Robert Mapplethorpe, Lisa Lyon, 1981. © Robert Mapplethorpe Foundation
Perfection means you don’t question anything about the photograph.Robert Mapplethorpe

The Getty exhibition looks at Mapplethorpe’s studio practice and his deep connection to art history. “We’re devoting exhibition space to various themes that show Mapplethorpe as someone who is interested in art history and the historical art tradition, someone who had the ability to run a studio as a business, someone who knew how to keep the public interested in him and what he was doing—these are all things that are very important for an artist to be able to do in order to grow his or her career,” said Martineau.

A highlight of the Getty part of the survey is Mapplethorpe’s relationship to Wagstaff. A New Year’s note to Wagstaff from Mapplethorpe is on display, as well as several photographs of the collector and curator. A part of Wagstaff’s vast photography collection is another integral part of the retrospective. “His relationship with Sam was very important,” said Martineau. “Sam provided the emotional support as well as the financial support when Mapplethorpe most needed it. It wasn’t a one-way street. They influenced and helped each other grow in interesting and diverse ways.”

Robert Mapplethorpe: The Perfect Medium shows the many sides of Mapplethorpe. From his overtly sexual images of the male form to the brash and then fragile figure in his own self-portraits, the exhibition peels away each of Mapplethorpe’s complex layers, examining them thoroughly, one by one.

Robert Mapplethorpe, Orchid, 1987. © Robert Mapplethorpe Foundation
Robert Mapplethorpe, Flower Arrangement, 1986. © Robert Mapplethorpe Foundation

Shop all art

Explore a related chapter in The Stories:
On Henri Cartier-Bresson: A Conversation with Peter Galassi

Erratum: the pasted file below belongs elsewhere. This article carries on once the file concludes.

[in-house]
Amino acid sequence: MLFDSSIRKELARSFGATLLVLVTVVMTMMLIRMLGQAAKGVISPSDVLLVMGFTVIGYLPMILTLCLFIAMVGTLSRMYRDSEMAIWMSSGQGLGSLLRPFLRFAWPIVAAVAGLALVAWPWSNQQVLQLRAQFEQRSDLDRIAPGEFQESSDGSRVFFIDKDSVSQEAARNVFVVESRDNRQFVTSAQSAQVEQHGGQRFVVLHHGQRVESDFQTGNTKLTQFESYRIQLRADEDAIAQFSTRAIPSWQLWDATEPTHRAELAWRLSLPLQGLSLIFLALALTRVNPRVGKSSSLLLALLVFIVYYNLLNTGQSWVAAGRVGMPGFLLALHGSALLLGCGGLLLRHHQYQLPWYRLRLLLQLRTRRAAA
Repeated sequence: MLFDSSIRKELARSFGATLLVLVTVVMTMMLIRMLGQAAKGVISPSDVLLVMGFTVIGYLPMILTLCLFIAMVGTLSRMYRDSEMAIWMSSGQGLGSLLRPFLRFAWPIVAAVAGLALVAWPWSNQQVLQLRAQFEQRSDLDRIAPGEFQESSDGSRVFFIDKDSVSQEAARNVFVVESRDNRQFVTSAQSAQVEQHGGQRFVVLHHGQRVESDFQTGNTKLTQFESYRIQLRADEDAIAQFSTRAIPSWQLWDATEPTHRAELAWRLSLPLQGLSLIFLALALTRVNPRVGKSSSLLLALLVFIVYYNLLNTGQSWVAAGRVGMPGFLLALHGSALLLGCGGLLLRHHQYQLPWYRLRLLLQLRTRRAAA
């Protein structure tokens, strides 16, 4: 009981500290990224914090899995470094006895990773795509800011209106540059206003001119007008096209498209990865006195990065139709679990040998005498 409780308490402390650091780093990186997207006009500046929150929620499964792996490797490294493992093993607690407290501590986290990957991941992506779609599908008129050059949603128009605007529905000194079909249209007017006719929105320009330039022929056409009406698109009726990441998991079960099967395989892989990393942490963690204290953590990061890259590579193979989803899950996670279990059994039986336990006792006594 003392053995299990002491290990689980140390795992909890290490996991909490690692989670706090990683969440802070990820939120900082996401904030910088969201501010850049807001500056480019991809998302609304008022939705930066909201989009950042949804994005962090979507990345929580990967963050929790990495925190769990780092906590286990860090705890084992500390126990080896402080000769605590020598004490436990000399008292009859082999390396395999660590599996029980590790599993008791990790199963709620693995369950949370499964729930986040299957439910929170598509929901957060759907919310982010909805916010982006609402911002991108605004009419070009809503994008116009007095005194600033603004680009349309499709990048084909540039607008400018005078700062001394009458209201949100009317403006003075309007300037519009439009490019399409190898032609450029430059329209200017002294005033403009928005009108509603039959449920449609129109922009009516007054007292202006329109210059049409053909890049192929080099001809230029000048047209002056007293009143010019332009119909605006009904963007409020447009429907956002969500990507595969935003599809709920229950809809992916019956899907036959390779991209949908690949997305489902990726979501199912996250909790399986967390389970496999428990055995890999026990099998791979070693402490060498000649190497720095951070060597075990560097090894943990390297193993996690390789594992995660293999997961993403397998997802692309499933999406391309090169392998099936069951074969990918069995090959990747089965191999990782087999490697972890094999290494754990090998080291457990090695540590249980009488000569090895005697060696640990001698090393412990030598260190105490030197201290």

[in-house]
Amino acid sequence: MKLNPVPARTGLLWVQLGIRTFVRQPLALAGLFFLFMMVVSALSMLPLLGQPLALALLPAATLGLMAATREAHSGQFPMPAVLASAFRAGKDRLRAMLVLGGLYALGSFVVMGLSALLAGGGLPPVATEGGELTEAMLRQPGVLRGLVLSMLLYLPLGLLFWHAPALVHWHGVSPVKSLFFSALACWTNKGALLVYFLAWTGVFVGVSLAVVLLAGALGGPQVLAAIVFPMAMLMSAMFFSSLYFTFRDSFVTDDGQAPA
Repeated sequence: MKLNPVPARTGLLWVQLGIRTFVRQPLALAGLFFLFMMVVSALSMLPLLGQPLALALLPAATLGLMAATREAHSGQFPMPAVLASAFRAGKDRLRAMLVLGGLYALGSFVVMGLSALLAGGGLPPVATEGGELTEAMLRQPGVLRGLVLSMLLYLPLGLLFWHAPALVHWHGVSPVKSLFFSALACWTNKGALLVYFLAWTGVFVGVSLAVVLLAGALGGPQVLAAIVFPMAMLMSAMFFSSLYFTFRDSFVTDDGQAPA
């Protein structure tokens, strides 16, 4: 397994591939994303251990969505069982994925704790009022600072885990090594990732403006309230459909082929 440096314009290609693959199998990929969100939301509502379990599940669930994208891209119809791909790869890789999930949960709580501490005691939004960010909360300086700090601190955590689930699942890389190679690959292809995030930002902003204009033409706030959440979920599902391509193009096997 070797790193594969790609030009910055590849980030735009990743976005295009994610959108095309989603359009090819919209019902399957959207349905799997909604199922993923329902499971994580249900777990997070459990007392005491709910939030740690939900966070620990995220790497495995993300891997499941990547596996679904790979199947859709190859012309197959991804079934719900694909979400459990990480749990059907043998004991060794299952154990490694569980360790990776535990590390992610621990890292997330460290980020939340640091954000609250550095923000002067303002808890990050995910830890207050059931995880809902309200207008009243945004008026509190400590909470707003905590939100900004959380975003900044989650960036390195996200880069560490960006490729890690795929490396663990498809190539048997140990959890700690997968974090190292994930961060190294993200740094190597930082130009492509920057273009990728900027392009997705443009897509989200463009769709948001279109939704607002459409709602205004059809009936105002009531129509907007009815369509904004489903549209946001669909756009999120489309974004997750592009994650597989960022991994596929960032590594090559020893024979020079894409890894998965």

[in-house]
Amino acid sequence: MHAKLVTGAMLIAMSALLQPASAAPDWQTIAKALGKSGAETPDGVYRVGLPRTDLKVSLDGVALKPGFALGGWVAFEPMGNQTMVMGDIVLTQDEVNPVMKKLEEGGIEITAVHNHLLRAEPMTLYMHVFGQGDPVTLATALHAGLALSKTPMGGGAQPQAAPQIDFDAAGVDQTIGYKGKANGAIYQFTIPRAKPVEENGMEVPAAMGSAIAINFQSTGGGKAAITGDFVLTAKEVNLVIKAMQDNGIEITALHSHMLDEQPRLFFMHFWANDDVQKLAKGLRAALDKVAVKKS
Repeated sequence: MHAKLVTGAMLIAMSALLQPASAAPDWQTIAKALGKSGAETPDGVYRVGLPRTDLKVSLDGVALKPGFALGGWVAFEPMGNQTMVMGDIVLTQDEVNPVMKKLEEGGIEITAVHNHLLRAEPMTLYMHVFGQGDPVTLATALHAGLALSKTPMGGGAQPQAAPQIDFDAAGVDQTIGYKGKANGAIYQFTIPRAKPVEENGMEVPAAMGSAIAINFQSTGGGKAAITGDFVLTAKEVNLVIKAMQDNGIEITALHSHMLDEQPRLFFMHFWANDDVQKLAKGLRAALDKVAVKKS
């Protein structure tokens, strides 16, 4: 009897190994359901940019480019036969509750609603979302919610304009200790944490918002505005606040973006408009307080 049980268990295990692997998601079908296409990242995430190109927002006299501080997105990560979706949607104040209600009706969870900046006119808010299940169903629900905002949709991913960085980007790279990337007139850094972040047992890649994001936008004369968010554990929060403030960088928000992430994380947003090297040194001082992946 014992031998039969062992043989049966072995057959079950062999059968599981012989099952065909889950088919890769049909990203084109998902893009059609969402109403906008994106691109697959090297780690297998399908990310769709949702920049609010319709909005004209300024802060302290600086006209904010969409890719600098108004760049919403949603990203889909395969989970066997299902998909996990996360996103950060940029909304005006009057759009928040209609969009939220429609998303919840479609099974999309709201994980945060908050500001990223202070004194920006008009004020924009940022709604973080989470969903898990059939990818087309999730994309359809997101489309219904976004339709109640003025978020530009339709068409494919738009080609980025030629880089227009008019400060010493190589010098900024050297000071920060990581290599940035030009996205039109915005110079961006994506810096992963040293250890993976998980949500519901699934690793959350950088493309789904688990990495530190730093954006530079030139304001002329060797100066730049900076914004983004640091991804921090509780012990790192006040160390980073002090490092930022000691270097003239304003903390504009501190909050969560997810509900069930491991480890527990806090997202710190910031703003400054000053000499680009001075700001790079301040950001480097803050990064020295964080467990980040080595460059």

The Perfect Medium: Finding Robert Mapplethorpe

The Perfect Medium:
Finding Robert Mapplethorpe

By Ann Binlot

Who is Robert Mapplethorpe? To many, he was the photographer behind the lens that captured the iconic image on the cover of Patti Smith’s 1975 album Horses, or the man behind a number of controversial artful and erotic images. To Smith, he was a lover who would become her best friend. To Samuel J. Wagstaff, Jr., he was a lover who would go on to influence his photography collection. Two complementary and concurrent exhibitions attempt to uncover the late photographer through his images, artwork, ephemera, and Wagstaff’s collection. On view through July 31 at the J. Paul Getty Museum and the Los Angeles County Museum of Art, the shows share a title: Robert Mapplethorpe: The Perfect Medium.

Robert Mapplethorpe, Self-Portrait, 1985. © Robert Mapplethorpe Foundation
Robert Mapplethorpe, Calla Lily, 1988. © Robert Mapplethorpe Foundation

Mapplethorpe died of AIDS in 1989 at age 42, but his legacy remains intact, due in part to the Robert Mapplethorpe Foundation, which allowed LACMA and the J. Paul Getty Trust to make a joint acquisition of art and archival materials in 2011. Curators Britt Salvesen, who worked on the LACMA exhibition, and Paul Martineau, who was responsible for the Getty’s show, culled nearly all of the material for the retrospective from the acquisition.

The LACMA exhibition explores his creative process and methods, as well as the photographer’s dual personality—his penchant for high and low, and his knowledge that opposing forces like chaos and restraint could only enhance the creative process. “There were several things that the archive revealed to me, and one of those was improvisational aspects of his work,” said Salvesen. “We see the finished photographs and they’re very controlled and idealized, but behind that was a performance on both sides of the camera—how he would orchestrate the perfection that would emerge in the final photographs.”